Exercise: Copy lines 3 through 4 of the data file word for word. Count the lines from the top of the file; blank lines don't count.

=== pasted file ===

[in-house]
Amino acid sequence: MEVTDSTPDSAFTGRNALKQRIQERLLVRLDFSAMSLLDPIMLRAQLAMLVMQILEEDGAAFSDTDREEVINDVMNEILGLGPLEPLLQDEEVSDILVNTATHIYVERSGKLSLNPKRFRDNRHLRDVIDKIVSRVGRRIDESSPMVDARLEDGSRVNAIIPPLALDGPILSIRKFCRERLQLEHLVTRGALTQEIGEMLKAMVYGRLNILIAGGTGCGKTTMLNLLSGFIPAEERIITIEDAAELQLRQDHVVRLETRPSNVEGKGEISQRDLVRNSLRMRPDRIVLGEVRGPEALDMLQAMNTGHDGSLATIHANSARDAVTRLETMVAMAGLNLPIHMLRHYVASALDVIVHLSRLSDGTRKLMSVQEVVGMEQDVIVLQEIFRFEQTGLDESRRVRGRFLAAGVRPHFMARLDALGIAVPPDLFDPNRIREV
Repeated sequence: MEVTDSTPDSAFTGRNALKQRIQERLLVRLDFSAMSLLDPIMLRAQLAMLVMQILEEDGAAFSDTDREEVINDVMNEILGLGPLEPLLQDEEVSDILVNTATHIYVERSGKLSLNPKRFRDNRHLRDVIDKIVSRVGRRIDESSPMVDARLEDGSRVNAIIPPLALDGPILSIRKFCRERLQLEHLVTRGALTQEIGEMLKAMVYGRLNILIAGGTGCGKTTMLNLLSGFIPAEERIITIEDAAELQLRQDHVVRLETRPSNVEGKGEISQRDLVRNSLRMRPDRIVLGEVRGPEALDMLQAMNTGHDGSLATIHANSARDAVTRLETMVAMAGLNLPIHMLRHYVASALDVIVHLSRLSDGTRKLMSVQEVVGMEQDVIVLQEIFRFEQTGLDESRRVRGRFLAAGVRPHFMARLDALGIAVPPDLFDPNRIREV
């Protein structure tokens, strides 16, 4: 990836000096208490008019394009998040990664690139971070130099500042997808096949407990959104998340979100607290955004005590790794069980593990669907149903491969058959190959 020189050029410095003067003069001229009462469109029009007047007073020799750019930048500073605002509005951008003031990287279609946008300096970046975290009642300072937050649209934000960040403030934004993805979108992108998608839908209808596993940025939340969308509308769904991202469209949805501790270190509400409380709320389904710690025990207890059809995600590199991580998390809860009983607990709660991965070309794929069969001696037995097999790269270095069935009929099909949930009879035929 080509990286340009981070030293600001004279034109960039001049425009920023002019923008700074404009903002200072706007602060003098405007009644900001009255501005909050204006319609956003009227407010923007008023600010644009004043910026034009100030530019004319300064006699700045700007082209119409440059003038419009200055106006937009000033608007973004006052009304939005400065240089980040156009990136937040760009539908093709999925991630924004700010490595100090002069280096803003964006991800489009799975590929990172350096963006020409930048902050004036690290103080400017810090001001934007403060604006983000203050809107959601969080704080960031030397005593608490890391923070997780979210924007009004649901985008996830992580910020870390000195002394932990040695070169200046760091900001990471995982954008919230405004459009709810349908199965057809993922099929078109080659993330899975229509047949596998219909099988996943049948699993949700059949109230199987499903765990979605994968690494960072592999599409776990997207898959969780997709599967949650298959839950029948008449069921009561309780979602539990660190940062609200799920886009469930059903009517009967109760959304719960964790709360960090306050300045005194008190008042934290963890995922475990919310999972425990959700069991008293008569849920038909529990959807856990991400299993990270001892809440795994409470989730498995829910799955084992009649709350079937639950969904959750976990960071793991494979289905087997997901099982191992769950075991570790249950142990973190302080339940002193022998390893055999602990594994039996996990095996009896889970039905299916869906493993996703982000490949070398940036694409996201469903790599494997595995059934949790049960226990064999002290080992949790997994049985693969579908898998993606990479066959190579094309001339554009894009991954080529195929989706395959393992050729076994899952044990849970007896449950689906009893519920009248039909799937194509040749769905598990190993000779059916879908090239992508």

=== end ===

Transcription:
Repeated sequence: MEVTDSTPDSAFTGRNALKQRIQERLLVRLDFSAMSLLDPIMLRAQLAMLVMQILEEDGAAFSDTDREEVINDVMNEILGLGPLEPLLQDEEVSDILVNTATHIYVERSGKLSLNPKRFRDNRHLRDVIDKIVSRVGRRIDESSPMVDARLEDGSRVNAIIPPLALDGPILSIRKFCRERLQLEHLVTRGALTQEIGEMLKAMVYGRLNILIAGGTGCGKTTMLNLLSGFIPAEERIITIEDAAELQLRQDHVVRLETRPSNVEGKGEISQRDLVRNSLRMRPDRIVLGEVRGPEALDMLQAMNTGHDGSLATIHANSARDAVTRLETMVAMAGLNLPIHMLRHYVASALDVIVHLSRLSDGTRKLMSVQEVVGMEQDVIVLQEIFRFEQTGLDESRRVRGRFLAAGVRPHFMARLDALGIAVPPDLFDPNRIREV
């Protein structure tokens, strides 16, 4: 990836000096208490008019394009998040990664690139971070130099500042997808096949407990959104998340979100607290955004005590790794069980593990669907149903491969058959190959 020189050029410095003067003069001229009462469109029009007047007073020799750019930048500073605002509005951008003031990287279609946008300096970046975290009642300072937050649209934000960040403030934004993805979108992108998608839908209808596993940025939340969308509308769904991202469209949805501790270190509400409380709320389904710690025990207890059809995600590199991580998390809860009983607990709660991965070309794929069969001696037995097999790269270095069935009929099909949930009879035929 080509990286340009981070030293600001004279034109960039001049425009920023002019923008700074404009903002200072706007602060003098405007009644900001009255501005909050204006319609956003009227407010923007008023600010644009004043910026034009100030530019004319300064006699700045700007082209119409440059003038419009200055106006937009000033608007973004006052009304939005400065240089980040156009990136937040760009539908093709999925991630924004700010490595100090002069280096803003964006991800489009799975590929990172350096963006020409930048902050004036690290103080400017810090001001934007403060604006983000203050809107959601969080704080960031030397005593608490890391923070997780979210924007009004649901985008996830992580910020870390000195002394932990040695070169200046760091900001990471995982954008919230405004459009709810349908199965057809993922099929078109080659993330899975229509047949596998219909099988996943049948699993949700059949109230199987499903765990979605994968690494960072592999599409776990997207898959969780997709599967949650298959839950029948008449069921009561309780979602539990660190940062609200799920886009469930059903009517009967109760959304719960964790709360960090306050300045005194008190008042934290963890995922475990919310999972425990959700069991008293008569849920038909529990959807856990991400299993990270001892809440795994409470989730498995829910799955084992009649709350079937639950969904959750976990960071793991494979289905087997997901099982191992769950075991570790249950142990973190302080339940002193022998390893055999602990594994039996996990095996009896889970039905299916869906493993996703982000490949070398940036694409996201469903790599494997595995059934949790049960226990064999002290080992949790997994049985693969579908898998993606990479066959190579094309001339554009894009991954080529195929989706395959393992050729076994899952044990849970007896449950689906009893519920009248039909799937194509040749769905598990190993000779059916879908090239992508």